Since its ﬁrst introduction in 2002, follicular unit ex-
traction (FUE) has become an increasingly more popular
method of obtaining donor hair.1
Despite the various advantages and disadvantages of FUE,
it is likely that more patients choose to undergo hair trans-
plantation by FUE than follicular unit strip surgery (FUSS)
because less pain and scarring is associated with FUE. Never-
theless, the efﬁcacy of FUE has been questioned with respect
to whether its outcomes are equivalent to those of FUSS, the
most commonly employed procedure by many hair surgeons.
Some expert hair surgeons have simultaneously per-
formed FUSS and FUE in the same patient. Long-term
comparisons of the 2 methods have revealed much lower
follicle survival rates in FUE than FUSS (53.9% versus
85.2%, respectively).2 FUE-harvested grafts contain less
perifollicular tissue than do FUSS-harvested grafts, and
many physicians evidently believe this to be the main
cause of the lower survival rate of harvested follicles in
FUE than FUSS. Nonetheless, the same expert surgeons
have found that there is a tendency toward a larger de-
viation of surgical outcomes of FUE than FUSS. In cases
in which the same surgeon consistently harvested the fol-
licles by the same method, both excellent and poor results
were observed. This raises 2 important clinical questions:
What characteristics of FUE-obtained grafts, other than
the smaller amount of perifollicular tissue compared
with FUSS-obtained grafts, contribute to this variation in
outcomes? How does the appearance of FUE- and FUSS-
obtained grafts differ under a microscopic and high-mag-
Microscopic dissection is generally chosen for FUSS.
However, although an approximately ×5 magnifying loupe
Copyright © 2017 The Authors. Published by Wolters Kluwer Health,
Inc. on behalf of The American Society of Plastic Surgeons. This is
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(CCBY-NC-ND), where it is permissible to download and share the
work provided it is properly cited. The work cannot be changed in
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From the Dana Plastic Surgery Clinic, Gangnam-gu, Seoul, Korea.
Received for publication October 14, 2016; accepted January 20,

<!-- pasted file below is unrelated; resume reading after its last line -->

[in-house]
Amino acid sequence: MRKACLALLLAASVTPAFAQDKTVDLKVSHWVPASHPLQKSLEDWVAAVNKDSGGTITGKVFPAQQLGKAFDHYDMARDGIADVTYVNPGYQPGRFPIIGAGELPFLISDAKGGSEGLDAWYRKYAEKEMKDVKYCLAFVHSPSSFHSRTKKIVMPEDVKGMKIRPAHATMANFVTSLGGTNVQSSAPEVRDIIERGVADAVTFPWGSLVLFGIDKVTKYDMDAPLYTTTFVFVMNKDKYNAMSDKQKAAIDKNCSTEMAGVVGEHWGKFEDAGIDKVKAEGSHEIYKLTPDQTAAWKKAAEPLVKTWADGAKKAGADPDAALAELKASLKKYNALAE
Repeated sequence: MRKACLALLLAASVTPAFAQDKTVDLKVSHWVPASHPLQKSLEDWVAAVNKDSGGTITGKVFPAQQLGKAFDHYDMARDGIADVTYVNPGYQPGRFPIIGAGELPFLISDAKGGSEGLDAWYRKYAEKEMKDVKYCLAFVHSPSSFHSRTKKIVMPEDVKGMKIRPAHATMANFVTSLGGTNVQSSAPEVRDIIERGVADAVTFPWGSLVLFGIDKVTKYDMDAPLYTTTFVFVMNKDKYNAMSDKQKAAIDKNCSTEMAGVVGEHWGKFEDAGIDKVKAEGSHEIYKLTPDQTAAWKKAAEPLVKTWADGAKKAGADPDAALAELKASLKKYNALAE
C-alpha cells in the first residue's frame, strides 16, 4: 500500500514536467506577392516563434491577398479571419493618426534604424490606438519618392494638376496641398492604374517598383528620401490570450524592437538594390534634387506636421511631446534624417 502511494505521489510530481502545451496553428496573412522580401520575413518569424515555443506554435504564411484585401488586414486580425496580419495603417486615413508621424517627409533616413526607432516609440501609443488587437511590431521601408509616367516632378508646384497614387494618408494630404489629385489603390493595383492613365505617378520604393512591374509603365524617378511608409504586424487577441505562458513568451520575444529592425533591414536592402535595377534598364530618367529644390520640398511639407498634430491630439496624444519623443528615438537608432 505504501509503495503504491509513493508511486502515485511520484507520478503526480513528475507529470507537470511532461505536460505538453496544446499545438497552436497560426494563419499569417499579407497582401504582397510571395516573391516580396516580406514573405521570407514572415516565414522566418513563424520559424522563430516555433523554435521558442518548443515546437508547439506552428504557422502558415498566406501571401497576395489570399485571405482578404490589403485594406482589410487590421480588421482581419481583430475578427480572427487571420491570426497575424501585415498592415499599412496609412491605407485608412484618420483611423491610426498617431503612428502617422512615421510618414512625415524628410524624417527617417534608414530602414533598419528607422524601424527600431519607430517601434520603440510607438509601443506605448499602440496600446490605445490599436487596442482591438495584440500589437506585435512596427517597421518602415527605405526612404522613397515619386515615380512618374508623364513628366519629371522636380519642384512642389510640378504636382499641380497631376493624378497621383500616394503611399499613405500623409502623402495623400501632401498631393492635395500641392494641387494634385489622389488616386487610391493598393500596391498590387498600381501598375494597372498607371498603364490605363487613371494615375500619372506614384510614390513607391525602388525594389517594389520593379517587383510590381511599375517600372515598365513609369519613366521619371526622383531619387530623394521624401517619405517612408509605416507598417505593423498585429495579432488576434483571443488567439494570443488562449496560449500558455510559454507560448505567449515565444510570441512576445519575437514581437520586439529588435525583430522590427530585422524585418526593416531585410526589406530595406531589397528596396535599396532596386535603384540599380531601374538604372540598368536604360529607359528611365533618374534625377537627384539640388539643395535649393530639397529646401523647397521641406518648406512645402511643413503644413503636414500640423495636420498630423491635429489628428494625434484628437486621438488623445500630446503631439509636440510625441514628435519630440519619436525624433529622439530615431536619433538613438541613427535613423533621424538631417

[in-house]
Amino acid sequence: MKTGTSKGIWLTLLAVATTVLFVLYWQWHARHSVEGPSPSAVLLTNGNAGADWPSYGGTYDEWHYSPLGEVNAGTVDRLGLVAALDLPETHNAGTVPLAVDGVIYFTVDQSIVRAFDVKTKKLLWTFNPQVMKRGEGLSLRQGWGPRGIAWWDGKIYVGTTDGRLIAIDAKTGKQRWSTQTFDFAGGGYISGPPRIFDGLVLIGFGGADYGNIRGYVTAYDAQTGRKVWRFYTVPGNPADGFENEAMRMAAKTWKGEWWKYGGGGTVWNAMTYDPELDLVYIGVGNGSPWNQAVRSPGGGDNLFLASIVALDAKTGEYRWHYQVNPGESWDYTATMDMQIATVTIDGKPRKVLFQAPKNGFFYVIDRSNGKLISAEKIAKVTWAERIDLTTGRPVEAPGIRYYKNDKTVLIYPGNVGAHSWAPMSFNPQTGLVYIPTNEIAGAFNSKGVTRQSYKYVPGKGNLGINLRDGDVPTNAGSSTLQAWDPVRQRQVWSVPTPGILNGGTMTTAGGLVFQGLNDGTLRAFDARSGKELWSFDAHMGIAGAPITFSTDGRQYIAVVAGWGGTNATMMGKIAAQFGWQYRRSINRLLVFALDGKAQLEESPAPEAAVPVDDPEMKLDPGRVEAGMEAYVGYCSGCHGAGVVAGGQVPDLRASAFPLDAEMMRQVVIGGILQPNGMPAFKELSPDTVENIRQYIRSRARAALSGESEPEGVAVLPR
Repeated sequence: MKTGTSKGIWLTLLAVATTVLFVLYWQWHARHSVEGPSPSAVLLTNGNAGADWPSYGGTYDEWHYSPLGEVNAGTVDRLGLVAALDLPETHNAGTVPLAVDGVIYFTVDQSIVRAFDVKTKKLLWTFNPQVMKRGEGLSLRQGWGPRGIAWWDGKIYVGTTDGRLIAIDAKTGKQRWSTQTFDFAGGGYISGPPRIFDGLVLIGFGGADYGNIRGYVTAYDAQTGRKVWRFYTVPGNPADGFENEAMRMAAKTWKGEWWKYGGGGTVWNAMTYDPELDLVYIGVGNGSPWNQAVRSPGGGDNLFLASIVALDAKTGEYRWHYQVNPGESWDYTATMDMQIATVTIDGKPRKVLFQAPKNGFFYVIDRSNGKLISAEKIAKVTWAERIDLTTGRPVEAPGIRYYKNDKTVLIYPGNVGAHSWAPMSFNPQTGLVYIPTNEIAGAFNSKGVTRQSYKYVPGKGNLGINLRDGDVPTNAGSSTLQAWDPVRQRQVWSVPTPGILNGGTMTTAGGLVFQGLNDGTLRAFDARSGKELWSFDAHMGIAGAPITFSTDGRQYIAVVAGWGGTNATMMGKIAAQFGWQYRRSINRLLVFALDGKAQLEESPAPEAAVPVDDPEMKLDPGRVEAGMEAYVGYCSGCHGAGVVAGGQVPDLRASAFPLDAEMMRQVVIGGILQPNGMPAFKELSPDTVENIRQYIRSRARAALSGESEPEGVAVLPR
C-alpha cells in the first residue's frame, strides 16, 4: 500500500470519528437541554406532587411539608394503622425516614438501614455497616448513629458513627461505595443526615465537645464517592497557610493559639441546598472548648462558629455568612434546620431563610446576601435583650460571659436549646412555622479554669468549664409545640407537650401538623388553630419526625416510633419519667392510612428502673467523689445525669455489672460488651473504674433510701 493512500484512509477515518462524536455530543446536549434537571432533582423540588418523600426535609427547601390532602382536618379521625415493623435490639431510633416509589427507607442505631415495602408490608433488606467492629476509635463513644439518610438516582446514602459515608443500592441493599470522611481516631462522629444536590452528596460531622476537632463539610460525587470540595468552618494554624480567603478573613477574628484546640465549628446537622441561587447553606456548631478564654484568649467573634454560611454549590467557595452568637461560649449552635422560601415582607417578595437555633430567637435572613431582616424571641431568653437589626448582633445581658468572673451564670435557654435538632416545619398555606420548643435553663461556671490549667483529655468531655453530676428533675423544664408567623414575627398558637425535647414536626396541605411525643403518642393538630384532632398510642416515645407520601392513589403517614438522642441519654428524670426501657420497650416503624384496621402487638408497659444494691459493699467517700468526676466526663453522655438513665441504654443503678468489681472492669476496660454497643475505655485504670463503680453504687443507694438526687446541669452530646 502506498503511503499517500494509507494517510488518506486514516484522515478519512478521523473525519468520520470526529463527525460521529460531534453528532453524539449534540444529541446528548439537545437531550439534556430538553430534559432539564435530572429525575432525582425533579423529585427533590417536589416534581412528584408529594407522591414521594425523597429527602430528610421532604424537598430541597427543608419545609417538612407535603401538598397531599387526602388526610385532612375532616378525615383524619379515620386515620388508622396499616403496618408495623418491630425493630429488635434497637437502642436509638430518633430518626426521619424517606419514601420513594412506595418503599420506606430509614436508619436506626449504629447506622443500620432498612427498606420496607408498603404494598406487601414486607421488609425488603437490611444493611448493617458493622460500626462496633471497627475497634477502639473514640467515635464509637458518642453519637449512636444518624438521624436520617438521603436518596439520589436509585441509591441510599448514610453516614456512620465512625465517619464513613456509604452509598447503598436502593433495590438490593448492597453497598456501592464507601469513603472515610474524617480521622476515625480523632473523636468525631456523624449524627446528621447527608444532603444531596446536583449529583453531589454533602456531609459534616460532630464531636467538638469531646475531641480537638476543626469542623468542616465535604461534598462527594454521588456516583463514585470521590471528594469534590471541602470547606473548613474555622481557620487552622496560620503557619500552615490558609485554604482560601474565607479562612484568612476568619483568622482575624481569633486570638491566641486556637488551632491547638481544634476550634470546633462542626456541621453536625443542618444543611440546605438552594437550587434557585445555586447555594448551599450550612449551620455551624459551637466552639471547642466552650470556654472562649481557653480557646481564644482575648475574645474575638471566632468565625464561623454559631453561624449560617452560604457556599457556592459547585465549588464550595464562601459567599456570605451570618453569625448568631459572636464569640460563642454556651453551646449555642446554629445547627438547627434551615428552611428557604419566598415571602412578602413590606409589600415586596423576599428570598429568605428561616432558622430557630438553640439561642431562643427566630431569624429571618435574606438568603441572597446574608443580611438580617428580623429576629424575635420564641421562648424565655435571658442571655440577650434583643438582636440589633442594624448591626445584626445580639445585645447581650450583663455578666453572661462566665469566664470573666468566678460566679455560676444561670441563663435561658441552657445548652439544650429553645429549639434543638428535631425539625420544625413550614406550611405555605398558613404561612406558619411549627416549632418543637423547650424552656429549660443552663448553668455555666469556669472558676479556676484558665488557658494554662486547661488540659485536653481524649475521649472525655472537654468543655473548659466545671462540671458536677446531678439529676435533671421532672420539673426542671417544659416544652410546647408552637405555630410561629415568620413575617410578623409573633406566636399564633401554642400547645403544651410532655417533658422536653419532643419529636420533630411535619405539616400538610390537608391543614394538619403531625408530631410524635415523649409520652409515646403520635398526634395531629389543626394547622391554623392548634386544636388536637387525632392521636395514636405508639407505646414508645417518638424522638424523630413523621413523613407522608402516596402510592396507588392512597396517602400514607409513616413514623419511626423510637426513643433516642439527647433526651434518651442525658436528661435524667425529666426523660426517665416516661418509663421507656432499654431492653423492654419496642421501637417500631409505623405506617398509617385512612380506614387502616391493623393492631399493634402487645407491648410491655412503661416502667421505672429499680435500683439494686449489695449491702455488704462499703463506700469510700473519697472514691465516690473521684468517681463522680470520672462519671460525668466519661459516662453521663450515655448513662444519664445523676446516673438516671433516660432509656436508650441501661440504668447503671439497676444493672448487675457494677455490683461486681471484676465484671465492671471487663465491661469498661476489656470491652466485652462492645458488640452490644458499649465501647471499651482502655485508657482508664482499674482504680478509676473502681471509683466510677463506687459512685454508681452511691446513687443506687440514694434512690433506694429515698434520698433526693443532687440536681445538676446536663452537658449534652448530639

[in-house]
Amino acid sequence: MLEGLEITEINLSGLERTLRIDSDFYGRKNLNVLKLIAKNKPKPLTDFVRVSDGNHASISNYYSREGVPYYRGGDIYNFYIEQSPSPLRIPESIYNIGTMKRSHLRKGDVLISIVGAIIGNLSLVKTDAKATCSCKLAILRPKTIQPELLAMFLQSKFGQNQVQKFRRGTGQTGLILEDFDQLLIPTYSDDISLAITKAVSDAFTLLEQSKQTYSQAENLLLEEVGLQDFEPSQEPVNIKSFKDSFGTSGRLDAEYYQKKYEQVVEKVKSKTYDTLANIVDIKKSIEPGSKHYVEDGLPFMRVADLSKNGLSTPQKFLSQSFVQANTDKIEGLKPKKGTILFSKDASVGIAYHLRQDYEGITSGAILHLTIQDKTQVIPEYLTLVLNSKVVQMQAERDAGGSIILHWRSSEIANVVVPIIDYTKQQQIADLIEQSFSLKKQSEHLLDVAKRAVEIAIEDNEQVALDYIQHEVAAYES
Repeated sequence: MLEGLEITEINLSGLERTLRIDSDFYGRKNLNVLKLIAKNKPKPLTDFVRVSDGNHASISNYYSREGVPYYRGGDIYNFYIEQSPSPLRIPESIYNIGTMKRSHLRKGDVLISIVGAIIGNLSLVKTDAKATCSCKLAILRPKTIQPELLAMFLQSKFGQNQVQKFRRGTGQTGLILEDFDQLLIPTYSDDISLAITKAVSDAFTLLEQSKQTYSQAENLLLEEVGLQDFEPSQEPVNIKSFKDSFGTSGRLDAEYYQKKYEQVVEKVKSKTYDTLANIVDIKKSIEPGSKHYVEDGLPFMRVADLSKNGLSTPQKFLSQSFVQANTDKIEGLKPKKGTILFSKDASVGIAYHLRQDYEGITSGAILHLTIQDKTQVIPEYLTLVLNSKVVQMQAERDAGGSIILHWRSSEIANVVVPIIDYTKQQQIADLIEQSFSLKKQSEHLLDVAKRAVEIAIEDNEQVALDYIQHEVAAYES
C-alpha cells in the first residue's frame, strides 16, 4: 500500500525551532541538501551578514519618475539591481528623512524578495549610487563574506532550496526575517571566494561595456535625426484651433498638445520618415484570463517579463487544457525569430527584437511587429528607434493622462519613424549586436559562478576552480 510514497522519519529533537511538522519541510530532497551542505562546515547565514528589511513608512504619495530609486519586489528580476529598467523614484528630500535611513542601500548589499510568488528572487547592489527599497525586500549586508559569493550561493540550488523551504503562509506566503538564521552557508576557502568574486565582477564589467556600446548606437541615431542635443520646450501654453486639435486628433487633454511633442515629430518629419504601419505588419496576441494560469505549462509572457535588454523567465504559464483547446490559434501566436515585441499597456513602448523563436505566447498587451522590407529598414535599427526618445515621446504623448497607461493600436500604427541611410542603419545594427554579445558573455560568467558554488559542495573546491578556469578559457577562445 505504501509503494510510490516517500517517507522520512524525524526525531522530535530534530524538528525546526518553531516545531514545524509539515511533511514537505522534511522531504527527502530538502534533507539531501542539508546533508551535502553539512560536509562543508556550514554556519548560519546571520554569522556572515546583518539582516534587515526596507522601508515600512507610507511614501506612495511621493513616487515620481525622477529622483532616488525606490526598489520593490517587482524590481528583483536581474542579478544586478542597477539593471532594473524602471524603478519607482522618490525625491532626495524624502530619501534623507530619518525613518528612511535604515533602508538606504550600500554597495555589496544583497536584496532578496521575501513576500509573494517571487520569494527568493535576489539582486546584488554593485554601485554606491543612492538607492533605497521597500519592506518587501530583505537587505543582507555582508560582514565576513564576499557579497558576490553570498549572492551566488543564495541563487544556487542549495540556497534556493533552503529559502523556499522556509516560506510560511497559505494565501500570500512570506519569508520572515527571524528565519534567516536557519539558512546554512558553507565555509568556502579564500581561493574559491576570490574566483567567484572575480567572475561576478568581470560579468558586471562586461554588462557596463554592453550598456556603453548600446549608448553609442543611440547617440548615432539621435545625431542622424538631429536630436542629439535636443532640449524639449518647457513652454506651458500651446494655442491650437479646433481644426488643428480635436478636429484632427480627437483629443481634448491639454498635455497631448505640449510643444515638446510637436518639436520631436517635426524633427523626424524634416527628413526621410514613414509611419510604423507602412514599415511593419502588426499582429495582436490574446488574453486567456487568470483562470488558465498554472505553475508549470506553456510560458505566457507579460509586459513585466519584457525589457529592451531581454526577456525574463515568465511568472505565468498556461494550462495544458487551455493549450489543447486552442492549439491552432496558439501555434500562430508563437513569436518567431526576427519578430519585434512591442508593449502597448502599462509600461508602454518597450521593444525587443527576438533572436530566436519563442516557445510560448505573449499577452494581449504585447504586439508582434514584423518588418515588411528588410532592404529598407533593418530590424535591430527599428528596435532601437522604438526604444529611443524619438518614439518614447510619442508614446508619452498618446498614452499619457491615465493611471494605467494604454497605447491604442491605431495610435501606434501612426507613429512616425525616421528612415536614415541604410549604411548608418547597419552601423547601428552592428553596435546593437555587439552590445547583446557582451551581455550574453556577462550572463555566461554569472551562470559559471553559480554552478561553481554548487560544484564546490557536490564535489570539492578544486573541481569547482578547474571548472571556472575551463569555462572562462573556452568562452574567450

Background: When performing follicular unit extraction (FUE), various types of
minor hair follicle trauma unapparent during follicular unit strip surgery are likely
to occur. However, no studies have examined such damage.
Methods: In total, 100 grafts were randomly selected from each of 42 patients who
underwent FUE with a 1-mm-diameter sharp punch. A ×5.5 magnifying loupe and
a ×60 magnifying binocular microscope were used. The transection rate (TR), par-
ing, fractures of and damage to the dermal papilla (DP) areas, and hair bulb par-
tial injury were assessed.
Results: Observation with the magnifying loupe revealed an average TR of 7.40%,
and 4.31, 1.90, 1.52, and 0.43 hair follicles per 100 grafts exhibited paring, fracture,
DP partial injury, and hair bulb partial injury, respectively. An average of 9.21 telo-
gen hairs were observed. Microscopic examination revealed a TR of 6.34%, and
9.07, 1.95, 0.79, and 1.24 hair follicles per 100 grafts exhibited paring, fracture, DP
injury, and hair bulb partial injury, respectively. An average of 16.62 telogen hairs
Conclusions: Various types of minor hair follicle damage occur during FUE as
shown by loupe and microscopic examination of the grafts. Especially paring and
hair bulb injury were more apparent under microscopic examination. These mi-
nor hair follicle injuries should be considered when choosing operative method
or surgical techniques. (Plast Reconstr Surg Glob Open 2017;5:e1260; doi: 10.1097/
GOX.0000000000001260; Published online 16 March 2017.)
Jae Hyun Park, MD, PhD
Seung Hyun You, MD
Various Types of Minor Trauma to Hair Follicles
During Follicular Unit Extraction for Hair
Disclosure: The authors have no ﬁnancial interest to
declare in relation to the content of this article. The Article
Processing Charge was paid for by the authors.
PRS Global Open • 2017
is recommended for FUE, some surgeons perform this
procedure with the naked eye or by wearing a simple ×1.5
or ×2.0 magnifying glass. The grafts harvested in this way
might then be inspected by the naked eye, a ×1.5 to ×2.0
magnifying glass, and a ×5 magnifying loupe to conﬁrm